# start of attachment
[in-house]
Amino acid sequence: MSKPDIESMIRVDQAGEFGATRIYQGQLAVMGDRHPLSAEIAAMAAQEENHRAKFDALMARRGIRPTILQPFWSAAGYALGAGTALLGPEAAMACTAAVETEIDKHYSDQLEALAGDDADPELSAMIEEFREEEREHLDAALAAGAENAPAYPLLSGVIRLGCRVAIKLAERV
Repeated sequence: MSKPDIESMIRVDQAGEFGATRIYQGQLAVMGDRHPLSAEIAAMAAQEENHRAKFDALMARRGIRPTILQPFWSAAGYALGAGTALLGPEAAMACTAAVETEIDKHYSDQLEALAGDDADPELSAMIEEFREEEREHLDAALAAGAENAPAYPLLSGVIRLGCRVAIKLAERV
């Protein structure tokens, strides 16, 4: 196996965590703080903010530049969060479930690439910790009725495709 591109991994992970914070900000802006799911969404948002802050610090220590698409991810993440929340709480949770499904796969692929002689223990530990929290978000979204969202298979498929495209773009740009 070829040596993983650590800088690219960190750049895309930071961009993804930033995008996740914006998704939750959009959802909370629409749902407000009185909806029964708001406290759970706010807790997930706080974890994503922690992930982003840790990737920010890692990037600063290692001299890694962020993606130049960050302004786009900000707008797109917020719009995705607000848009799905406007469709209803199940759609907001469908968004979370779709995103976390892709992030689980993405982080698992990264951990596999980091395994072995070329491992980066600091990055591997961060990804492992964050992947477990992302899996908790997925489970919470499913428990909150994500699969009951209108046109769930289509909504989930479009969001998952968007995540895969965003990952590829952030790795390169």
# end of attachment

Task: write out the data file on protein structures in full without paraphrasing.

[in-house]
Amino acid sequence: MSKPDIESMIRVDQAGEFGATRIYQGQLAVMGDRHPLSAEIAAMAAQEENHRAKFDALMARRGIRPTILQPFWSAAGYALGAGTALLGPEAAMACTAAVETEIDKHYSDQLEALAGDDADPELSAMIEEFREEEREHLDAALAAGAENAPAYPLLSGVIRLGCRVAIKLAERV
Repeated sequence: MSKPDIESMIRVDQAGEFGATRIYQGQLAVMGDRHPLSAEIAAMAAQEENHRAKFDALMARRGIRPTILQPFWSAAGYALGAGTALLGPEAAMACTAAVETEIDKHYSDQLEALAGDDADPELSAMIEEFREEEREHLDAALAAGAENAPAYPLLSGVIRLGCRVAIKLAERV
């Protein structure tokens, strides 16, 4: 196996965590703080903010530049969060479930690439910790009725495709 591109991994992970914070900000802006799911969404948002802050610090220590698409991810993440929340709480949770499904796969692929002689223990530990929290978000979204969202298979498929495209773009740009 070829040596993983650590800088690219960190750049895309930071961009993804930033995008996740914006998704939750959009959802909370629409749902407000009185909806029964708001406290759970706010807790997930706080974890994503922690992930982003840790990737920010890692990037600063290692001299890694962020993606130049960050302004786009900000707008797109917020719009995705607000848009799905406007469709209803199940759609907001469908968004979370779709995103976390892709992030689980993405982080698992990264951990596999980091395994072995070329491992980066600091990055591997961060990804492992964050992947477990992302899996908790997925489970919470499913428990909150994500699969009951209108046109769930289509909504989930479009969001998952968007995540895969965003990952590829952030790795390169």